Right before the holidays last year, my credit card was rejected at a local store. The incident was slightly embarrassing and could have been really inconvenient—I had spent an hour in the store carefully selecting items. Fortunately, I had a lot of cash on me and stores still accept the paper stuff. When I got home, I called my credit card company and was told my card was being investigated for fraud because of two purchases totaling $9,000 the day before, neither one of which were typical of my purchases . I’m glad credit card companies have algorithms that catch fraud like that.
As a writer following the retail industry, I was of course curious how someone had gotten my credit card number. It could have been any number of ways, including:
· A dishonest gas station attendant or waiter using a hardware-based skimmer
· Keylogging software on a point-of-sale (POS) device (see an earlier post on that) or even my computer
· A data breach at a retailer’s back end
· A cyberthief using malware to crack into a retailer’s POS systems and forward credit card information to the thief
With more and more retail devices handling customer information being connected through the Internet of Things (IoT), protecting such devices from malware has never been more important - or so potentially difficult, time-consuming, and expensive. The alternative though is much worse. A breach can cost a company hundreds of thousands in dollars and as much or more in brand reputation.
Enhanced Security through Smart POS Devices
Fortunately, one excellent solution is easy to implement and relatively inexpensive: employing smart POS devices providing enhanced security at the edge. Edge security protects customer payment information where it is at high risk and helps maintain PCI-DSS compliance.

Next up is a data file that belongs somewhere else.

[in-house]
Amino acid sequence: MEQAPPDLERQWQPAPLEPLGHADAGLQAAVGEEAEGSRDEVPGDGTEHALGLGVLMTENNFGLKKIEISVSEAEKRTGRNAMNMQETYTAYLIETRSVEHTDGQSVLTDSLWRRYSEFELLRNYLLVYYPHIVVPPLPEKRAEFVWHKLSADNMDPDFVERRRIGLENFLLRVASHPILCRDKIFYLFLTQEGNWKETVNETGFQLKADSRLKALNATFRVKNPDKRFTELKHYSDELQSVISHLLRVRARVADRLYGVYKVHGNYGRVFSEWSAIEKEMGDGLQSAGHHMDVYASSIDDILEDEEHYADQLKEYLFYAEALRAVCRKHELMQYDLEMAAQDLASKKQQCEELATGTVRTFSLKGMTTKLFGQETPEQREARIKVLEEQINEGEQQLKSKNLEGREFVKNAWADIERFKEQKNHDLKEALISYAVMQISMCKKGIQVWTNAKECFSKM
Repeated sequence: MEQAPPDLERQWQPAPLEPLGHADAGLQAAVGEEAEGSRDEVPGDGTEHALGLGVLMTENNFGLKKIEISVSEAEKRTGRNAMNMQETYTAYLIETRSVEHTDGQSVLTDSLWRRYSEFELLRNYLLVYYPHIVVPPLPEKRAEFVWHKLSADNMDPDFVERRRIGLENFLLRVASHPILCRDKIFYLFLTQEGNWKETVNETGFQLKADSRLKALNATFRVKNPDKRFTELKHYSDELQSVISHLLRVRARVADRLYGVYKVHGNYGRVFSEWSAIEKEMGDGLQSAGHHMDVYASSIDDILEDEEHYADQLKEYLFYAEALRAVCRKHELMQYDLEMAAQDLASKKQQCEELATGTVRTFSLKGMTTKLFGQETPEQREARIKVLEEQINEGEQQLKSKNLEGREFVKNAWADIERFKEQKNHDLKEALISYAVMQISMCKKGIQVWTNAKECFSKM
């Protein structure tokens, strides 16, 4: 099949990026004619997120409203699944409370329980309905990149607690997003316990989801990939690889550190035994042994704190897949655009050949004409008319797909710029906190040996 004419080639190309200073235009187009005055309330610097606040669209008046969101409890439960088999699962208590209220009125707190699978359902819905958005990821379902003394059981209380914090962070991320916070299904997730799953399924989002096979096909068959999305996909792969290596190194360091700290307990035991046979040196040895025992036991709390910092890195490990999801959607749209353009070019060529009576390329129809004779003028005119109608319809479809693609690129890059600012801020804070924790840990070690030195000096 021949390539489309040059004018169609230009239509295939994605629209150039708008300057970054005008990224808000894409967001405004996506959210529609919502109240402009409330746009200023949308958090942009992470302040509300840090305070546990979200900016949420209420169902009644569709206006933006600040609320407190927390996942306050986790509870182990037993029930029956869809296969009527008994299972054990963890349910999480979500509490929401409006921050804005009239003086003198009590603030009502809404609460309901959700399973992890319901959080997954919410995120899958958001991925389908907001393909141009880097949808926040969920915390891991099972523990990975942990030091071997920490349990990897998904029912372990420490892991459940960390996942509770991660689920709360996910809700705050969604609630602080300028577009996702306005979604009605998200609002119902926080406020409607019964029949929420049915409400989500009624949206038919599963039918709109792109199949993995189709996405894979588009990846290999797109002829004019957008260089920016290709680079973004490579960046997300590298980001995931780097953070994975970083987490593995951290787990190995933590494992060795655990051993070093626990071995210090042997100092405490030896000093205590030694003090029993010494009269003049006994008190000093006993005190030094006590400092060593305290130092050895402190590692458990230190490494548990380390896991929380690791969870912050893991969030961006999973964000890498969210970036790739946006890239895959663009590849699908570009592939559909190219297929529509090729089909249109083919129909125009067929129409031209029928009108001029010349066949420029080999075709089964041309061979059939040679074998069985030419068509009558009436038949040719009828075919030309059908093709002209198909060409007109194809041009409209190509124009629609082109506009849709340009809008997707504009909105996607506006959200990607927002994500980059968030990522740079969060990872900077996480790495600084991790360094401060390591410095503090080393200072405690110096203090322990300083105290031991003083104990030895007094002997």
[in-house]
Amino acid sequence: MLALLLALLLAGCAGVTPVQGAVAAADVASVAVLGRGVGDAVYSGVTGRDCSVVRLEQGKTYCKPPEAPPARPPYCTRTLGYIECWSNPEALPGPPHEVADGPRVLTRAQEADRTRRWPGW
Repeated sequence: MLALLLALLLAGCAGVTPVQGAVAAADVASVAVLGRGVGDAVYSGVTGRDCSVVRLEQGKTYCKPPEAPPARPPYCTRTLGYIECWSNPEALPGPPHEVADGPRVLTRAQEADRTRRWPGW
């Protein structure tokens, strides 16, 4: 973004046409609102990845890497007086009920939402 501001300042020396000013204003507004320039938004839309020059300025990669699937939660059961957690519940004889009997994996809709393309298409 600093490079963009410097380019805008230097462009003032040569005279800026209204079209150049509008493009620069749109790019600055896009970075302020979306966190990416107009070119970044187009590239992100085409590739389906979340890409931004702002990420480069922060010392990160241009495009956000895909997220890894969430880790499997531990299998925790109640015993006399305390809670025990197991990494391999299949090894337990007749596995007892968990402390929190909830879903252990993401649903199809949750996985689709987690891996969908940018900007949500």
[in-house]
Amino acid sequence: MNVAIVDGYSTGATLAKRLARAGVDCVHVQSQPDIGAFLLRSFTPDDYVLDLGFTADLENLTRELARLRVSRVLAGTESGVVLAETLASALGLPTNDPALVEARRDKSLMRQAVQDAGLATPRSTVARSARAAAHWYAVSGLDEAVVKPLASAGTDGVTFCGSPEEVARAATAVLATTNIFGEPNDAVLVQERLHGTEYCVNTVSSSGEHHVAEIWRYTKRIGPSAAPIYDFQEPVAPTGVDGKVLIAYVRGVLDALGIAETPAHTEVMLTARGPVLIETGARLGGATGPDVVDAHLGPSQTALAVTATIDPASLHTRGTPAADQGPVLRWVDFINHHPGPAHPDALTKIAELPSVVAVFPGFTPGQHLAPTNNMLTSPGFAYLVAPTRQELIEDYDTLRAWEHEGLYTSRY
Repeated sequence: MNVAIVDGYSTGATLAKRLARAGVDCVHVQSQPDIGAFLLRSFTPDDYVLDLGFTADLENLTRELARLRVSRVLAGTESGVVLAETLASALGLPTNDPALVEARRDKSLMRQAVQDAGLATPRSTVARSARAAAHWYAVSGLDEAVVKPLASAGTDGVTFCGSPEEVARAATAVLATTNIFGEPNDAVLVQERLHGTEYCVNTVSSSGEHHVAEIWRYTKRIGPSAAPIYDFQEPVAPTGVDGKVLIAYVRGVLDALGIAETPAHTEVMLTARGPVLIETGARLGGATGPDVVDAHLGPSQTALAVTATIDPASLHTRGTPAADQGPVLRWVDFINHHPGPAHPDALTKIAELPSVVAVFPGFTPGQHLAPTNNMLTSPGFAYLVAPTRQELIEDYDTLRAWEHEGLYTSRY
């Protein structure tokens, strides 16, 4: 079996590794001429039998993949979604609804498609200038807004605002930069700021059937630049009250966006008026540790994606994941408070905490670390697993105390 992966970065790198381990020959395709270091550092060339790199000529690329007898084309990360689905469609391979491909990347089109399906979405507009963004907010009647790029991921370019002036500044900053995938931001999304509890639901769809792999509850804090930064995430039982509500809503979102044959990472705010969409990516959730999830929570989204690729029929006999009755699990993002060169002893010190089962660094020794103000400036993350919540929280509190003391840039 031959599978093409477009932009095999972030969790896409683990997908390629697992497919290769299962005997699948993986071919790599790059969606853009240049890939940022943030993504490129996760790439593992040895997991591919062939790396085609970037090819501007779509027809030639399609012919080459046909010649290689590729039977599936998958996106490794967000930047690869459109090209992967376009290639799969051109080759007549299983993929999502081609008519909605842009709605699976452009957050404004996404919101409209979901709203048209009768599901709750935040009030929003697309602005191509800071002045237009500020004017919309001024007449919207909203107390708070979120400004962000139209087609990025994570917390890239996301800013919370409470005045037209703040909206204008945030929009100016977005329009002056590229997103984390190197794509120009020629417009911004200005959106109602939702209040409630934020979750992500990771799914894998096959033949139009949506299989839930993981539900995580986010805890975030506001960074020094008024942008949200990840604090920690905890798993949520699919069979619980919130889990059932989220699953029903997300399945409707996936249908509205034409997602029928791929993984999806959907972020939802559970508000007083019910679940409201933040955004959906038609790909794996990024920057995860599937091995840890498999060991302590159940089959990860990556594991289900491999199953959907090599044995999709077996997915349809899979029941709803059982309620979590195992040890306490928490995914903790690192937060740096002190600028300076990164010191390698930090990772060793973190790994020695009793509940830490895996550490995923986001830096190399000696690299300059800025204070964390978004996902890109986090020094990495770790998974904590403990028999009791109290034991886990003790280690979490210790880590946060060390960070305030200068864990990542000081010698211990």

No one security solution protects against all security threats—retailers need a comprehensive security plan. In an earlier post on enhancing retail device security and manageability, I explain how basing solutions on the 4th generation Intel® Core™ processor product family provides a full range of solutions for protecting personal and transactional retail data. This includes a range of hardware-based solutions for doing everything from protecting firmware from compromise to speeding up and enhancing the effectiveness of cryptographic technologies (encryption and decryption).
Whitelisting at the Edge
In this post I want to look into whitelisting, a solution permitting only authorized code to run on a device. In particular, I want to look at how the security technology company McAfee provides whitelisting solutions for embedded retail devices to eliminate the need for anti-virus software and constant patching. I also want to look at how the embedded solutions company BSquare makes them easy to implement through pre-validated images.
Traditional anti-virus software, which looks for certain signatures and behaviors based on known, potentially malicious code, is a blessing and a curse. It provides valuable protection, but needs constant updating to do it and slows down performance by having to examine every incoming file, as well as perform regular scans. Facing today’s rapidly reproducing malware variants and fast-adapting malicious behaviors, traditional anti-virus software and all the constant updating it requires is no longer enough.
How Whitelisting Works
Whitelisting keeps track of who or what devices have been provided access to a particular privilege, service or device. For instance, a software whitelist limits what software employees can install and run on company devices. Whitelisting can also be used to combat viruses and malware by blocking all software from running on a system except for the whitelisted applications considered safe for each particular device.